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Catching CapitalThe Ethics of Tax Competition$
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Peter Dietsch

Print publication date: 2015

Print ISBN-13: 9780190251512

Published to Oxford Scholarship Online: August 2015

DOI: 10.1093/acprof:oso/9780190251512.001.0001

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Conclusion

Conclusion

Chapter:
(p.219) Conclusion
Source:
Catching Capital
Author(s):

Peter Dietsch

Publisher:
Oxford University Press
DOI:10.1093/acprof:oso/9780190251512.003.0007

Instead of summarizing, the conclusion highlights five central insights of the book. First, while the author argues for an effective right of states to tax capital, his argument abstains from recommending any particular rate of capital taxation. Second, the ethics of tax competition defended in the book emphasizes the importance of just institutions rather than appealing to the motivations of individual persons or corporations. Third, parallel to the fiscal context discussed here, the economic interdependence between states arguably creates forms of normative interdependence in other policy fields such as monetary or trade policy. Fourth, of the principles of global tax justice defended in the book, the fiscal policy constraint is likely to be more controversial than the membership principle. Finally, regulating tax competition is not only a requirement of justice but also a matter of sound economic policy.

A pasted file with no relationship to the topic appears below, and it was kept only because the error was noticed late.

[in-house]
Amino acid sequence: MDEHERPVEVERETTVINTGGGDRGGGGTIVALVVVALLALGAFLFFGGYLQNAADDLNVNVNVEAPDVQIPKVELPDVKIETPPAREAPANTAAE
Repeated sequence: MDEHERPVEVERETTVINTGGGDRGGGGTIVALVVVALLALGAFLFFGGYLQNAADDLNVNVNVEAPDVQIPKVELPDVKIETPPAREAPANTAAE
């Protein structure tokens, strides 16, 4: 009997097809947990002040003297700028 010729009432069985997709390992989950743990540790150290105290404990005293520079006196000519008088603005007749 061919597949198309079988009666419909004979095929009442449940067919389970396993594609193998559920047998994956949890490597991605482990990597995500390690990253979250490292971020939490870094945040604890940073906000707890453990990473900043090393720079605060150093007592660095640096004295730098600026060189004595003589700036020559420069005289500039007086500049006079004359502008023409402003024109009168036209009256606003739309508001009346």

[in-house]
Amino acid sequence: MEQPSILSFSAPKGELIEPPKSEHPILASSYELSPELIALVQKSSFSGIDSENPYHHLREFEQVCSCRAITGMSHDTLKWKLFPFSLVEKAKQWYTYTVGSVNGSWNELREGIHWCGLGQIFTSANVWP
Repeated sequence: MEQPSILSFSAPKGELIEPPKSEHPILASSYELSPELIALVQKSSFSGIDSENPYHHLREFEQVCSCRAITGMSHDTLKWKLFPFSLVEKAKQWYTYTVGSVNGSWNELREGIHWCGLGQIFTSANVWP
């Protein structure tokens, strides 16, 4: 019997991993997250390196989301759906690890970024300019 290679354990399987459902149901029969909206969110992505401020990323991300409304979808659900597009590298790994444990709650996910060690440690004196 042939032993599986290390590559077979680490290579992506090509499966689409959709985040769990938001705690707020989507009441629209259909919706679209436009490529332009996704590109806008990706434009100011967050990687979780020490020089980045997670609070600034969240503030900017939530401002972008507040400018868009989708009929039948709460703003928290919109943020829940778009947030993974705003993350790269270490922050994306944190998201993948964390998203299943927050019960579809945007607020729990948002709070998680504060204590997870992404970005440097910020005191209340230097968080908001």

Keywords:   five central insights, right of states to tax capital, tax competition, normative interdependence, global tax justice, economic policy

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